It’s interesting how to people can have two diametrically opposed views on one book. Like you I had problems with the interviews, they came across as the same facts, told from slightly different angles & not always that. .Also the way that individuals still attempted to follow their routines as per normal, regardless of their injury, some couldn’t breathe, some blind, yet still as though set on autopilot tried to get to their offices to maintain some perceived equilibrium. But what shone through for me was Murakami’s input although miniscule, the way he highlighted the paths that led to this disaster like some inevitable crossing of ways. Then there was his perspective how he took us out of the microscopic & refocused us on his culture, asking questions, like why had they forsaken traditional family & the inherent values to become automatons rushing headlong into slavedom to technological consumerism & modernity,alienated from from their own people & culture. I also like the way this tied in with other Japanese authors I had read such as Shusaku Endo & Yukio Mishima & also to a certain extent Natsuo Kirina. Thanks & sorry for the waffle although didn’t agree with your post, it made me re-evaluate my thoughtsParrish.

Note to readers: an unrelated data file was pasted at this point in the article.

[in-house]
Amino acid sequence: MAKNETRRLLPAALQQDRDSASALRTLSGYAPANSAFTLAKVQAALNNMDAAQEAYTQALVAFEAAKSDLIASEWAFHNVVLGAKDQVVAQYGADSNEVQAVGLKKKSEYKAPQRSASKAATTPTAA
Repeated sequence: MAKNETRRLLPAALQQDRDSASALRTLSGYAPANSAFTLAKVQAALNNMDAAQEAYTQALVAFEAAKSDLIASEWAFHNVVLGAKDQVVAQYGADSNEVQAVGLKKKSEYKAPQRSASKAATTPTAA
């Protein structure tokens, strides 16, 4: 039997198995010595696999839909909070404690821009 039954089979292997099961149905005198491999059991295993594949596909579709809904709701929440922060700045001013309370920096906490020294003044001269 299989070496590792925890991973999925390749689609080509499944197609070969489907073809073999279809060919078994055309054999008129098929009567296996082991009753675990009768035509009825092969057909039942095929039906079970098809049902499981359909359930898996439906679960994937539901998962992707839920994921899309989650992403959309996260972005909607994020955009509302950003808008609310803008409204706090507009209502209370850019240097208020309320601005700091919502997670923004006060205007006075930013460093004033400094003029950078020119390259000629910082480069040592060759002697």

I thank you for sharing your point of view on this book. It was the last book I read in a readathon and that's probably not the best time to be reading a book like this one. I was disappointed to find this nonfictional book to be so different from Murakami's fiction, which I find surprising and intriguing. But reading your thoughts on this book recast my views of the book and now I see it in a different way. Thank you.
Post a Comment